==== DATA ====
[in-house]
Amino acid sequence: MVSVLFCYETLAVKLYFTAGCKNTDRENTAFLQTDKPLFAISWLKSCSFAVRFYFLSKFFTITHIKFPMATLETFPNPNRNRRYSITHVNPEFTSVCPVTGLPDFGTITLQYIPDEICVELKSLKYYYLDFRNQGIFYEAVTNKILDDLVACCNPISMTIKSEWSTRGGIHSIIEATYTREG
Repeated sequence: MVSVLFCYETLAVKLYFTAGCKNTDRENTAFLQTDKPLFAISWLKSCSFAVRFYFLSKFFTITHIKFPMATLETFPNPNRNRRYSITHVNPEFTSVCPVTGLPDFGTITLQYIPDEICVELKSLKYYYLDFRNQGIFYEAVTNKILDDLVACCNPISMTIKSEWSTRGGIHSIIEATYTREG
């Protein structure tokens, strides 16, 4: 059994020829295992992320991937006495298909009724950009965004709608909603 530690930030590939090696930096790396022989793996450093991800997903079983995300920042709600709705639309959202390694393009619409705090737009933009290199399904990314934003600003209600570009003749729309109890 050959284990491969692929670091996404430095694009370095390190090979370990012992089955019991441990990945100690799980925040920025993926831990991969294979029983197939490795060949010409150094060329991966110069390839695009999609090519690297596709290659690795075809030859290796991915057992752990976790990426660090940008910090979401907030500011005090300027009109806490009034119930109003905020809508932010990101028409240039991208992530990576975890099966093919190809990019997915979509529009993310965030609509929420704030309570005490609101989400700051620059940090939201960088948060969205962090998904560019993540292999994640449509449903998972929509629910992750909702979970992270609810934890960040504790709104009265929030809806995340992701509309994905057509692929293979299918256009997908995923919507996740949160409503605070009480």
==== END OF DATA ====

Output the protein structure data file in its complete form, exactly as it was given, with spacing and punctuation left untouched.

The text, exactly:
[in-house]
Amino acid sequence: MVSVLFCYETLAVKLYFTAGCKNTDRENTAFLQTDKPLFAISWLKSCSFAVRFYFLSKFFTITHIKFPMATLETFPNPNRNRRYSITHVNPEFTSVCPVTGLPDFGTITLQYIPDEICVELKSLKYYYLDFRNQGIFYEAVTNKILDDLVACCNPISMTIKSEWSTRGGIHSIIEATYTREG
Repeated sequence: MVSVLFCYETLAVKLYFTAGCKNTDRENTAFLQTDKPLFAISWLKSCSFAVRFYFLSKFFTITHIKFPMATLETFPNPNRNRRYSITHVNPEFTSVCPVTGLPDFGTITLQYIPDEICVELKSLKYYYLDFRNQGIFYEAVTNKILDDLVACCNPISMTIKSEWSTRGGIHSIIEATYTREG
């Protein structure tokens, strides 16, 4: 059994020829295992992320991937006495298909009724950009965004709608909603 530690930030590939090696930096790396022989793996450093991800997903079983995300920042709600709705639309959202390694393009619409705090737009933009290199399904990314934003600003209600570009003749729309109890 050959284990491969692929670091996404430095694009370095390190090979370990012992089955019991441990990945100690799980925040920025993926831990991969294979029983197939490795060949010409150094060329991966110069390839695009999609090519690297596709290659690795075809030859290796991915057992752990976790990426660090940008910090979401907030500011005090300027009109806490009034119930109003905020809508932010990101028409240039991208992530990576975890099966093919190809990019997915979509529009993310965030609509929420704030309570005490609101989400700051620059940090939201960088948060969205962090998904560019993540292999994640449509449903998972929509629910992750909702979970992270609810934890960040504790709104009265929030809806995340992701509309994905057509692929293979299918256009997908995923919507996740949160409503605070009480």